6 Things to Know About the CFPB’s New Nonbank Supervision Program
“Nonbanks” sounds like an overly inclusive generic term, but people who file Las Vegas bankruptcy deal with them all the time. A nonbank is a company that offers consumers financial products or services without a bank, thrift, or credit union charter. Examples include payday lenders, debt collectors, and credit reporting bureaus. The Consumer Financial Protection Bureau (CFPB), whose director, Richard Cordray, was finally confirmed by the U.S. Senate, recently enacted a program for supervising nonbanks. Here are six things to know about the program.
- The Dodd-Frank Act creates and authorizes the CFPB to ensure that consumers receive consistent application of federal consumer protection laws on a consistent basis. The nonbank supervision program is a part of that.
- The CFPB intends to phase in the supervision program, beginning with the businesses of all sizes in certain markets: mortgage companies, payday lenders, and private education lenders.
- The agency then intends to extend the program to “larger participants”—a term even the CFPB concedes it hasn’t defined—such as debt collectors, consumer reporters, auto financing, and money services businesses. The CFPB intends to hear public feedback on how “larger participants” should be defined.
- The CFPB will also supervise nonbanks that it believes are or have engaged in conduct that poses a threat to consumers of financial products or services.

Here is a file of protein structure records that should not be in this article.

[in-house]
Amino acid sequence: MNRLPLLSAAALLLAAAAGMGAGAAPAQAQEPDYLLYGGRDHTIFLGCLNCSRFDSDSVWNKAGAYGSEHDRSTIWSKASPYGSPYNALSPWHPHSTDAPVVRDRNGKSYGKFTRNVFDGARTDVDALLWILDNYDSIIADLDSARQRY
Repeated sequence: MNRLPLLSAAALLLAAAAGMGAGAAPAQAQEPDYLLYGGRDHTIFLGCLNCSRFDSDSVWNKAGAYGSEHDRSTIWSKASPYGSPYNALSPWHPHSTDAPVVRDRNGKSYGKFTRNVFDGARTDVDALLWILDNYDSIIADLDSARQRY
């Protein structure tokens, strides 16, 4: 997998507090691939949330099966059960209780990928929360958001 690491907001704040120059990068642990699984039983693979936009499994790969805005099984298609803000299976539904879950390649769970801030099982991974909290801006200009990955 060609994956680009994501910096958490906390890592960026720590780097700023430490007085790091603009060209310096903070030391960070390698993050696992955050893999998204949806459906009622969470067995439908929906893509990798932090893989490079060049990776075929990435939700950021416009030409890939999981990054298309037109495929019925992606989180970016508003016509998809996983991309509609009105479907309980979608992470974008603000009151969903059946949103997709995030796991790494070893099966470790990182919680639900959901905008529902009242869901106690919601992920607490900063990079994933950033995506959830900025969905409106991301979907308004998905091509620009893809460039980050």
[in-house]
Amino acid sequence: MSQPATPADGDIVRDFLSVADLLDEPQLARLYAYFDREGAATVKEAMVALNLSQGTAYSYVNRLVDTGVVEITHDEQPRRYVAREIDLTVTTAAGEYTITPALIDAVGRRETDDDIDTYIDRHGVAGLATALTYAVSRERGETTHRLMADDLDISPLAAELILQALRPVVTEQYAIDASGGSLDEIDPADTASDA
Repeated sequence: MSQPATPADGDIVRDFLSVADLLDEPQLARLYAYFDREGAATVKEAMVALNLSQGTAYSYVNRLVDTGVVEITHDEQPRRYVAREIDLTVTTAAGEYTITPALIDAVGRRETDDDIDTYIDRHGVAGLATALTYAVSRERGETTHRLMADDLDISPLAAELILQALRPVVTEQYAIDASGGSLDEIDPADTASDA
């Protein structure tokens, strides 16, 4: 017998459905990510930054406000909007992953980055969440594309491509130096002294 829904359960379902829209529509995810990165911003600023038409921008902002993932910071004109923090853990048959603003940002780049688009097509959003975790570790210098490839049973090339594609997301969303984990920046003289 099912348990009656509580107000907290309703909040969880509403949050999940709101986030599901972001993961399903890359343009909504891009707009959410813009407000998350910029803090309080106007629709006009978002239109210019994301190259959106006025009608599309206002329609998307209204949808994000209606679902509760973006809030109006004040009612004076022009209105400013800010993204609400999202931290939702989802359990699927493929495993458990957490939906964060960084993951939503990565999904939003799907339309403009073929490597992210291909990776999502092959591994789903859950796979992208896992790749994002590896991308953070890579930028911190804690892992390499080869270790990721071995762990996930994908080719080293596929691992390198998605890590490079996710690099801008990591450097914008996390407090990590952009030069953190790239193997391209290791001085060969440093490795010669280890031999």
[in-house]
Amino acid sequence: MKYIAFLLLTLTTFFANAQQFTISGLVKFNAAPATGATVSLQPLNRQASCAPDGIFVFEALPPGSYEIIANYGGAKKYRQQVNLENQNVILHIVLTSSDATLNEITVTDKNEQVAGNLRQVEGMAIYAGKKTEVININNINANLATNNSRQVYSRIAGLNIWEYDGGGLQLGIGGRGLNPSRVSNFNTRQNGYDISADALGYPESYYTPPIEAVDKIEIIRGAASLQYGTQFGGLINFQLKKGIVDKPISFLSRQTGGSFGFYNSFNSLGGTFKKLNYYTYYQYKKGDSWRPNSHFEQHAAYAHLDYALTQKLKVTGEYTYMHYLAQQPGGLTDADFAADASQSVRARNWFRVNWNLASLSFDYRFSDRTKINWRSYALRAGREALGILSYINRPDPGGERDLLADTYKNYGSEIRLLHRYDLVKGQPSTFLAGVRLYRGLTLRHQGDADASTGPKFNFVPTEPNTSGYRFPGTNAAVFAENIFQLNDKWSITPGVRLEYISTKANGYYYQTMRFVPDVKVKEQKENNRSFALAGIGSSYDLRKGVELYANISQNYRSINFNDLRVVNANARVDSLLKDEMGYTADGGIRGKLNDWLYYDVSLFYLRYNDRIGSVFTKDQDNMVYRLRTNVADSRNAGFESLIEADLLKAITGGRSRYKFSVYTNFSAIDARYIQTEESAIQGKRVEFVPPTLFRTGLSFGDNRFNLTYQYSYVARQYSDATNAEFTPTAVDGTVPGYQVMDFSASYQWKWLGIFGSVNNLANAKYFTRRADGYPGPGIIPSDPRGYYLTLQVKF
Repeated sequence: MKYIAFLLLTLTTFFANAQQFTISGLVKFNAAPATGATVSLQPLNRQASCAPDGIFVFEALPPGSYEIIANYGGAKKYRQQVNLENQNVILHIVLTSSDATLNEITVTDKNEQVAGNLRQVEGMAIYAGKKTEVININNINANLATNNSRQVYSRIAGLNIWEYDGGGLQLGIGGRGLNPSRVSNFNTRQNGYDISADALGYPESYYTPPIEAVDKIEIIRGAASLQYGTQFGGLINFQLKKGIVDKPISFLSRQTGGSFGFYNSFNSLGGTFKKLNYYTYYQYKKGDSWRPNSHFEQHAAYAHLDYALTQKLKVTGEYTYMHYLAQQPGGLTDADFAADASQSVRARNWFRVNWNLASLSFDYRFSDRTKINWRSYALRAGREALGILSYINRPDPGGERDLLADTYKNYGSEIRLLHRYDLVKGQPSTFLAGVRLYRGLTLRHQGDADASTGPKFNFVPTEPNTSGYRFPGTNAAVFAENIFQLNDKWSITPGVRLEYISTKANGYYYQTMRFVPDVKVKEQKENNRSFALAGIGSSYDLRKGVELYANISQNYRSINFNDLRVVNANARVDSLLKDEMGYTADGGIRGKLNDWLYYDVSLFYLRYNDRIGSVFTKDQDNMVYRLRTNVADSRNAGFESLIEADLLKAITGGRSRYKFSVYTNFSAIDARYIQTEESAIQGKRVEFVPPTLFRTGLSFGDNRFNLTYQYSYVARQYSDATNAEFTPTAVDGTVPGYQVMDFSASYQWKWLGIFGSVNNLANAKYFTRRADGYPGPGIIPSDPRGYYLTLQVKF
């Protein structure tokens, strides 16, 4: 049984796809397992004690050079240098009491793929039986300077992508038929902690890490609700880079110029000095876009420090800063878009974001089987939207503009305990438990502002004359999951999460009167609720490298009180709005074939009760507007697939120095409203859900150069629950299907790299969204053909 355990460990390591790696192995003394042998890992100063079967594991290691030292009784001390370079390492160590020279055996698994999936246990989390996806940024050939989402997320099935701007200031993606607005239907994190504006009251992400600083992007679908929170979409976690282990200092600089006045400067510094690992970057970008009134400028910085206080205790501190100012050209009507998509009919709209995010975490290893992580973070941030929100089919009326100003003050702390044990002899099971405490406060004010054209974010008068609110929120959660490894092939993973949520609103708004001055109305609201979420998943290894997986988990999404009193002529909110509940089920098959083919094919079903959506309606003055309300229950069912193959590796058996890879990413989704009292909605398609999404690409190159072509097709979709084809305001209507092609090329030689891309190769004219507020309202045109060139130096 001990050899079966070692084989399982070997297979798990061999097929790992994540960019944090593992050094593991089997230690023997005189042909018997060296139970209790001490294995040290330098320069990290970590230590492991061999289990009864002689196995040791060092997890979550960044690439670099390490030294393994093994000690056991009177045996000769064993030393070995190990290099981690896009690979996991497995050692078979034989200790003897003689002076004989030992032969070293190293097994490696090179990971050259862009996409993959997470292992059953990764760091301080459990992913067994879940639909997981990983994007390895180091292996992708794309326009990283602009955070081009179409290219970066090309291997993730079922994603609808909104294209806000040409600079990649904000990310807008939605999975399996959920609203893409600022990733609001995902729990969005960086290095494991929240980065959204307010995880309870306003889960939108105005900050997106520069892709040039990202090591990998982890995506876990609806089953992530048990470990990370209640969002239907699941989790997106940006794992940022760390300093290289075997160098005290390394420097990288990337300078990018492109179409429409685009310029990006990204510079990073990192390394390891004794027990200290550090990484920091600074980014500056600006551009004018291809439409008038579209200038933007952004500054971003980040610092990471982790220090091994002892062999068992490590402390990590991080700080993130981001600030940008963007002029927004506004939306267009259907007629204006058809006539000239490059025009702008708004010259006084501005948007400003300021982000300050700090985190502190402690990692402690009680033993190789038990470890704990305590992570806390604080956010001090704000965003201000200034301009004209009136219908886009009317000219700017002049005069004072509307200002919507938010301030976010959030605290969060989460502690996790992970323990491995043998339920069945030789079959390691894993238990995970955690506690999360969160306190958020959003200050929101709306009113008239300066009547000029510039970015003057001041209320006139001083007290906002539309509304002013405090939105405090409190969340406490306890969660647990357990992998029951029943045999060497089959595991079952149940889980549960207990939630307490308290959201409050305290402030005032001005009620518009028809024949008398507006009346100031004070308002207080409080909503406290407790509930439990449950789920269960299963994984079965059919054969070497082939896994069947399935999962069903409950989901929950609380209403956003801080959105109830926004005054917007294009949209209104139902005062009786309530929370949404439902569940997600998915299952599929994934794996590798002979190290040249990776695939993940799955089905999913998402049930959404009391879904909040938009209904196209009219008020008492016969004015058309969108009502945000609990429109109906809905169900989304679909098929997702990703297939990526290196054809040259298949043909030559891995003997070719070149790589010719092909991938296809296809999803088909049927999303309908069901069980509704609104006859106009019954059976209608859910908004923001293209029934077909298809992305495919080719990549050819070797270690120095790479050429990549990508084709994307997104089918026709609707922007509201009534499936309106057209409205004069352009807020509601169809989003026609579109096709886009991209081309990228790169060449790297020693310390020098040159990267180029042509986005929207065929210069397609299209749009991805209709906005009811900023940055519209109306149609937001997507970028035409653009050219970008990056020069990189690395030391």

- The nonbank supervision program will work by “requiring nonbanks to file certain reports, reviewing the materials the companies actually use to offer those products and services, reviewing their compliance systems and procedures, and reviewing what they promised consumers.”
- The nonbank supervision program will assess the risks nonbanks’ behavior imposes on consumers, including their volumes of business, the types of products or services they sell, and the extent of state oversight on them depending on where they are located.
The CFPB’s press release can be found here. Hopefully, the nonbank supervision program will ensure that nonbanks do not exploit consumers and force them into bankruptcy, but if you are encountering financial difficulty and a nonbank like a debt collector or payday lender is involved, then contact an experienced Las Vegas bankruptcy lawyer to find out what your options are.
For more questions about bankruptcy in Las Vegas, please feel free to contact an experienced Freedom Law Firm Las Vegas bankruptcy attorney for a free initial consultation. Call us at 1-702-803-9251 to set up your free consultation.